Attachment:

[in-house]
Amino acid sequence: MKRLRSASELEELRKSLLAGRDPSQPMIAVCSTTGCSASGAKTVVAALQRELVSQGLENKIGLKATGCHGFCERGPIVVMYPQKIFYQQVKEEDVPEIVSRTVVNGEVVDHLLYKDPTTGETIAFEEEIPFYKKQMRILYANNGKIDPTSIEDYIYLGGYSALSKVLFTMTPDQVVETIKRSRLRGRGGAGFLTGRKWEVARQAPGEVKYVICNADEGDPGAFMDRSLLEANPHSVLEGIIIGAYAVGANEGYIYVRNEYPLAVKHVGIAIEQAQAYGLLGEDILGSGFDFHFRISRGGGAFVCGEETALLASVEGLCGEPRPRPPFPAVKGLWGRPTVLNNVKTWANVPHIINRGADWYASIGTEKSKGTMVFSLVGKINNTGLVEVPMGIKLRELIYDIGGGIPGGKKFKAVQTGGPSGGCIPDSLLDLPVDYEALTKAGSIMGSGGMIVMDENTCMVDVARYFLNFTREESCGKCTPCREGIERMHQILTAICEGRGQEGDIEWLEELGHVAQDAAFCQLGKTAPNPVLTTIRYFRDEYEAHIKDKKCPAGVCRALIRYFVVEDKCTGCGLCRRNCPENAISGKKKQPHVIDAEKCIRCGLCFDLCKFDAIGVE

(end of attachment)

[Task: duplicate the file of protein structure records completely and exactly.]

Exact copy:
[in-house]
Amino acid sequence: MKRLRSASELEELRKSLLAGRDPSQPMIAVCSTTGCSASGAKTVVAALQRELVSQGLENKIGLKATGCHGFCERGPIVVMYPQKIFYQQVKEEDVPEIVSRTVVNGEVVDHLLYKDPTTGETIAFEEEIPFYKKQMRILYANNGKIDPTSIEDYIYLGGYSALSKVLFTMTPDQVVETIKRSRLRGRGGAGFLTGRKWEVARQAPGEVKYVICNADEGDPGAFMDRSLLEANPHSVLEGIIIGAYAVGANEGYIYVRNEYPLAVKHVGIAIEQAQAYGLLGEDILGSGFDFHFRISRGGGAFVCGEETALLASVEGLCGEPRPRPPFPAVKGLWGRPTVLNNVKTWANVPHIINRGADWYASIGTEKSKGTMVFSLVGKINNTGLVEVPMGIKLRELIYDIGGGIPGGKKFKAVQTGGPSGGCIPDSLLDLPVDYEALTKAGSIMGSGGMIVMDENTCMVDVARYFLNFTREESCGKCTPCREGIERMHQILTAICEGRGQEGDIEWLEELGHVAQDAAFCQLGKTAPNPVLTTIRYFRDEYEAHIKDKKCPAGVCRALIRYFVVEDKCTGCGLCRRNCPENAISGKKKQPHVIDAEKCIRCGLCFDLCKFDAIGVE